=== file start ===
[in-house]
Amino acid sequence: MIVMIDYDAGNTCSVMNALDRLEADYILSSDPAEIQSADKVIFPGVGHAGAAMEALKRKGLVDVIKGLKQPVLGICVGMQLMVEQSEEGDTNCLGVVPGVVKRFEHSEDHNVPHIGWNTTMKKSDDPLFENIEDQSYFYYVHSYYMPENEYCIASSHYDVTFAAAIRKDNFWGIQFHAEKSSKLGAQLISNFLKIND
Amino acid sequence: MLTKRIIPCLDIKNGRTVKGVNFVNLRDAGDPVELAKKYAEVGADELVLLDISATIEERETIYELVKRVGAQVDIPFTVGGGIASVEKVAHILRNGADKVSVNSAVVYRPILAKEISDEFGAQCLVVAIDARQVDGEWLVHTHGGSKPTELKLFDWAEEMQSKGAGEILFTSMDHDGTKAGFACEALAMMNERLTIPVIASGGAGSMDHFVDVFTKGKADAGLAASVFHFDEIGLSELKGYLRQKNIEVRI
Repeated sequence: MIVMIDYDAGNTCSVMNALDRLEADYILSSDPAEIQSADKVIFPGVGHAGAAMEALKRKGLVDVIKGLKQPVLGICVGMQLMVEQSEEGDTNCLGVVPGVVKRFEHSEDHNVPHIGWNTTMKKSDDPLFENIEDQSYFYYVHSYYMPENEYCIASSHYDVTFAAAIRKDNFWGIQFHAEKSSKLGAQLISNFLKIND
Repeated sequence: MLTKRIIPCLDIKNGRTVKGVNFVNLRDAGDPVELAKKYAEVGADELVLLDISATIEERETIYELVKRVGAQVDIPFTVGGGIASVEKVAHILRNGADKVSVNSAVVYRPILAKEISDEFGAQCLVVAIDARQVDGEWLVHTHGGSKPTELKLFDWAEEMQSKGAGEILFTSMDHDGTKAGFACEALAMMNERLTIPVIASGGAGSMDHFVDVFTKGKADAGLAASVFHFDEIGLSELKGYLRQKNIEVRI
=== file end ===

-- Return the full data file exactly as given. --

[in-house]
Amino acid sequence: MIVMIDYDAGNTCSVMNALDRLEADYILSSDPAEIQSADKVIFPGVGHAGAAMEALKRKGLVDVIKGLKQPVLGICVGMQLMVEQSEEGDTNCLGVVPGVVKRFEHSEDHNVPHIGWNTTMKKSDDPLFENIEDQSYFYYVHSYYMPENEYCIASSHYDVTFAAAIRKDNFWGIQFHAEKSSKLGAQLISNFLKIND
Amino acid sequence: MLTKRIIPCLDIKNGRTVKGVNFVNLRDAGDPVELAKKYAEVGADELVLLDISATIEERETIYELVKRVGAQVDIPFTVGGGIASVEKVAHILRNGADKVSVNSAVVYRPILAKEISDEFGAQCLVVAIDARQVDGEWLVHTHGGSKPTELKLFDWAEEMQSKGAGEILFTSMDHDGTKAGFACEALAMMNERLTIPVIASGGAGSMDHFVDVFTKGKADAGLAASVFHFDEIGLSELKGYLRQKNIEVRI
Repeated sequence: MIVMIDYDAGNTCSVMNALDRLEADYILSSDPAEIQSADKVIFPGVGHAGAAMEALKRKGLVDVIKGLKQPVLGICVGMQLMVEQSEEGDTNCLGVVPGVVKRFEHSEDHNVPHIGWNTTMKKSDDPLFENIEDQSYFYYVHSYYMPENEYCIASSHYDVTFAAAIRKDNFWGIQFHAEKSSKLGAQLISNFLKIND
Repeated sequence: MLTKRIIPCLDIKNGRTVKGVNFVNLRDAGDPVELAKKYAEVGADELVLLDISATIEERETIYELVKRVGAQVDIPFTVGGGIASVEKVAHILRNGADKVSVNSAVVYRPILAKEISDEFGAQCLVVAIDARQVDGEWLVHTHGGSKPTELKLFDWAEEMQSKGAGEILFTSMDHDGTKAGFACEALAMMNERLTIPVIASGGAGSMDHFVDVFTKGKADAGLAASVFHFDEIGLSELKGYLRQKNIEVRI